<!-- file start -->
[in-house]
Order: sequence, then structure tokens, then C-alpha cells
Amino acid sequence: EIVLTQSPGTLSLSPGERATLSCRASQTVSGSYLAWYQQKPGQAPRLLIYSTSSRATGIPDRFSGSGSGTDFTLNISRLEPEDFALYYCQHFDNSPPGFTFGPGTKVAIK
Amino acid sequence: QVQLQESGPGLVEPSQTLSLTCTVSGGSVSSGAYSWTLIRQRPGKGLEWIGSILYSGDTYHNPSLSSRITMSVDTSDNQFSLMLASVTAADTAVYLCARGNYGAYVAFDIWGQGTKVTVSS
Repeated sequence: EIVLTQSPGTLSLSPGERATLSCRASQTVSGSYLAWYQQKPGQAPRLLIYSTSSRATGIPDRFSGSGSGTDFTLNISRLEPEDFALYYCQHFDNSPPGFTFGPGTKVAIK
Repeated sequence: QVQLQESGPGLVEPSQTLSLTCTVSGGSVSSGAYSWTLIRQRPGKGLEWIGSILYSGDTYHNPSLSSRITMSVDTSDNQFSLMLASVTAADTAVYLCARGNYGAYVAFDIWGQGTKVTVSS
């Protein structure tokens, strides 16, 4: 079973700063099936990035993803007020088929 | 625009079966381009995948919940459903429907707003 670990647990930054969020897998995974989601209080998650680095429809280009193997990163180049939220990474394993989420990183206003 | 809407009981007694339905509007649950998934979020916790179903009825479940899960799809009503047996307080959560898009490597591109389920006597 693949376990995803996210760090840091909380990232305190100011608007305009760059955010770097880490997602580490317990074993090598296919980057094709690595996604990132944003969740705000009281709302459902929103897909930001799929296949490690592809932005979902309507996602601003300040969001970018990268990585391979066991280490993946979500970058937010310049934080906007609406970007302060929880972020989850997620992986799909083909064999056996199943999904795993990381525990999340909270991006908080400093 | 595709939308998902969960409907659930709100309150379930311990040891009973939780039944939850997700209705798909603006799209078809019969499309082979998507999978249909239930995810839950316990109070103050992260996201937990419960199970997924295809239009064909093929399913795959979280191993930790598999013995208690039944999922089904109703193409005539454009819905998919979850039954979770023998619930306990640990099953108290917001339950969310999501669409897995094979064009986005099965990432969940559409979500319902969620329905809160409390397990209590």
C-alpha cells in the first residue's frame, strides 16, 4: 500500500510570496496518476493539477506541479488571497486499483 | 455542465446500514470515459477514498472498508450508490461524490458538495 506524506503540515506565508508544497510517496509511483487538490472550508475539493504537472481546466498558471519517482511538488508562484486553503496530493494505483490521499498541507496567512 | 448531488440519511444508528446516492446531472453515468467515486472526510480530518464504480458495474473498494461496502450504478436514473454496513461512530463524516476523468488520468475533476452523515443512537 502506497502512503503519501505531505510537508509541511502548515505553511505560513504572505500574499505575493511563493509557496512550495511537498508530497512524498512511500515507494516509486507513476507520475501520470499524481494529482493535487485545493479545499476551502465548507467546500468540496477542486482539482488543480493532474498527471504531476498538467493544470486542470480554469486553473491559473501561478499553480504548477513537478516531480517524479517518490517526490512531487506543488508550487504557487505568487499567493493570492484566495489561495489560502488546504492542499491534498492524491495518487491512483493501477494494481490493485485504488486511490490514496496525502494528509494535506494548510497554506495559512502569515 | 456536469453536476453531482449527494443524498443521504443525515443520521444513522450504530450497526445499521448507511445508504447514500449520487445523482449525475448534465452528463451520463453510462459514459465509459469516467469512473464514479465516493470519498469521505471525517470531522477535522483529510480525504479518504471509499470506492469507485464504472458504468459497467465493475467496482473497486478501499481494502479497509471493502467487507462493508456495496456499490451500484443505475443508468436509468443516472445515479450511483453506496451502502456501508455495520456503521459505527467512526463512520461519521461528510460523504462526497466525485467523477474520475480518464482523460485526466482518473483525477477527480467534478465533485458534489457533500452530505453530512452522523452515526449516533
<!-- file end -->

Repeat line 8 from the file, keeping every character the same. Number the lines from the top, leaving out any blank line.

C-alpha cells in the first residue's frame, strides 16, 4: 500500500510570496496518476493539477506541479488571497486499483 | 455542465446500514470515459477514498472498508450508490461524490458538495 506524506503540515506565508508544497510517496509511483487538490472550508475539493504537472481546466498558471519517482511538488508562484486553503496530493494505483490521499498541507496567512 | 448531488440519511444508528446516492446531472453515468467515486472526510480530518464504480458495474473498494461496502450504478436514473454496513461512530463524516476523468488520468475533476452523515443512537 502506497502512503503519501505531505510537508509541511502548515505553511505560513504572505500574499505575493511563493509557496512550495511537498508530497512524498512511500515507494516509486507513476507520475501520470499524481494529482493535487485545493479545499476551502465548507467546500468540496477542486482539482488543480493532474498527471504531476498538467493544470486542470480554469486553473491559473501561478499553480504548477513537478516531480517524479517518490517526490512531487506543488508550487504557487505568487499567493493570492484566495489561495489560502488546504492542499491534498492524491495518487491512483493501477494494481490493485485504488486511490490514496496525502494528509494535506494548510497554506495559512502569515 | 456536469453536476453531482449527494443524498443521504443525515443520521444513522450504530450497526445499521448507511445508504447514500449520487445523482449525475448534465452528463451520463453510462459514459465509459469516467469512473464514479465516493470519498469521505471525517470531522477535522483529510480525504479518504471509499470506492469507485464504472458504468459497467465493475467496482473497486478501499481494502479497509471493502467487507462493508456495496456499490451500484443505475443508468436509468443516472445515479450511483453506496451502502456501508455495520456503521459505527467512526463512520461519521461528510460523504462526497466525485467523477474520475480518464482523460485526466482518473483525477477527480467534478465533485458534489457533500452530505453530512452522523452515526449516533